Randiv, an off-spinner, took two others and the whole innings crumbled in 46.4 overs. Nothing wrong with the run rate, everything wrong with just about everything else: it was batting recidivism of an extremely high order.

That England are still in the match and might still win it if they can play only a smidgeon better in their second innings – no certainty that – is entirely down to their bowlers. Faced with this mountainous deficit they once more created upheaval in their opponents' top order. Sri Lanka finished the day on 84 for 5, a lead of 209.

Graeme Swann undid both the left-handers in the top order and England put the squeeze on. The pitch is wearing more quickly than it might have done, the hot sun will open cracks in it and there are bowlers' footmarks to consider. England would not want to chase anything above 250 to win, or based on the evidence of yesterday and the Test winter before it, not much more than 80.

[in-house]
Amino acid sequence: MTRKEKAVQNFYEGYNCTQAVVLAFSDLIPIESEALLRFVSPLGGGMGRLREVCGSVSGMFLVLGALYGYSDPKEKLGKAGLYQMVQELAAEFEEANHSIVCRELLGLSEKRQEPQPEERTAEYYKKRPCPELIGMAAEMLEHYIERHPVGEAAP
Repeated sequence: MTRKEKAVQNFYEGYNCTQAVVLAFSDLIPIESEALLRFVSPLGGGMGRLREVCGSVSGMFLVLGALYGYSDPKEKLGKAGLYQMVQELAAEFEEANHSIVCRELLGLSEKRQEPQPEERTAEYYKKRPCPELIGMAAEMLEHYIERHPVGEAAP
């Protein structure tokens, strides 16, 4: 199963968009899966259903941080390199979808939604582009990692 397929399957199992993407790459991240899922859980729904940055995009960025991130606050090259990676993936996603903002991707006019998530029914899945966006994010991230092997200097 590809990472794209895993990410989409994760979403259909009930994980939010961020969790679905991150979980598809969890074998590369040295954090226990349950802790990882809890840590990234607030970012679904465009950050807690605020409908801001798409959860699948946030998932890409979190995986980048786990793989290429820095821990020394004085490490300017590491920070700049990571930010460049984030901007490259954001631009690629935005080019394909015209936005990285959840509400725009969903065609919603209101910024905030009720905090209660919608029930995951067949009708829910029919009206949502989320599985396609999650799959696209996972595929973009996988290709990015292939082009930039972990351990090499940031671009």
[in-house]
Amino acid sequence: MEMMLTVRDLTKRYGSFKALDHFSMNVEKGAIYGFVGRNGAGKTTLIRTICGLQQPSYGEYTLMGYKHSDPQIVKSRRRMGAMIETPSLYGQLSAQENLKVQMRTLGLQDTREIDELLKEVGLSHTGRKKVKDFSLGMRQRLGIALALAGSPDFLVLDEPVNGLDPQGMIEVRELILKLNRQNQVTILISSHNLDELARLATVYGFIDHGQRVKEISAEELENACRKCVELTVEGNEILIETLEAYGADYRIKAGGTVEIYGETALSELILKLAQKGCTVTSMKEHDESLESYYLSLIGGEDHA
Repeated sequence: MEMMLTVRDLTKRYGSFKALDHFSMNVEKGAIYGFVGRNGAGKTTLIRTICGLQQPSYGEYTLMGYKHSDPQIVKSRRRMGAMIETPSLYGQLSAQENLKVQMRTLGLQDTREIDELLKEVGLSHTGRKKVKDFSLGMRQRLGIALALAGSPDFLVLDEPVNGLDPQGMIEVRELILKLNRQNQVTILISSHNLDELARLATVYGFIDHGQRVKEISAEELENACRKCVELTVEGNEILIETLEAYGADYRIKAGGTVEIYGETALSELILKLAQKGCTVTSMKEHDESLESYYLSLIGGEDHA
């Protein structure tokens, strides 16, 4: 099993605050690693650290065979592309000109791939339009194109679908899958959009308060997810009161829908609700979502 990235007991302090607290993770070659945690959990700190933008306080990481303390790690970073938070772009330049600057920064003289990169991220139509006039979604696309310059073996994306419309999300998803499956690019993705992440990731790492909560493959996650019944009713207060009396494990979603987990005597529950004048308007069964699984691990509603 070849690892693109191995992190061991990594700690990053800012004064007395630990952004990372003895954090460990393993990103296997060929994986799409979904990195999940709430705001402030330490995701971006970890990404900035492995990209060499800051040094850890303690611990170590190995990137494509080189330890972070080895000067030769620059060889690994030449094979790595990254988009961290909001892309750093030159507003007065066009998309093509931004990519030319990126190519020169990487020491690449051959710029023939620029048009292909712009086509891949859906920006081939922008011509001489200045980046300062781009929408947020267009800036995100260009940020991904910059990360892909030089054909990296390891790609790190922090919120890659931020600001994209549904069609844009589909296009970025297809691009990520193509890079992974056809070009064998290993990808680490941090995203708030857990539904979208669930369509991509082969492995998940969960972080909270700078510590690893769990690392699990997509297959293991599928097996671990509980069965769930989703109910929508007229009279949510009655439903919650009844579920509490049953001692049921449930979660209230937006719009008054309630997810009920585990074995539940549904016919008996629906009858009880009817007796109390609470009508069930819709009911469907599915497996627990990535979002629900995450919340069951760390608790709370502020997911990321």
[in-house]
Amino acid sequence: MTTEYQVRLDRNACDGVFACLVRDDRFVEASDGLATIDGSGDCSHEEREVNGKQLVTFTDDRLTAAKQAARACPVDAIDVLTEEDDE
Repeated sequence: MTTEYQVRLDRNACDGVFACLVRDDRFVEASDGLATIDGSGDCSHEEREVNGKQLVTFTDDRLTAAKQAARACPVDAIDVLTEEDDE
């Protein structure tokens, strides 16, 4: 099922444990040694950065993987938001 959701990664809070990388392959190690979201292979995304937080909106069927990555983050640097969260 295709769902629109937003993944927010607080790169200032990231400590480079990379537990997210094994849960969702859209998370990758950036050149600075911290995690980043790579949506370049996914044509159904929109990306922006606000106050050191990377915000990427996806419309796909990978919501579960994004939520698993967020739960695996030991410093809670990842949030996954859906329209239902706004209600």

There is a tide in the affairs of batsmen when they are bound in shallows and miseries. That point may have been reached with England. This bunch has spent the winter failing and offering reassurances that they would learn from their mistakes.

It was possible, nay it was essential, to forgive their aberration against Ajmal and company despite the enormous discredit of a 3-0 series loss. For the previous 18 months the same men had batted with verve and composure, and their considerable totals allowed England to sweep aside opponents.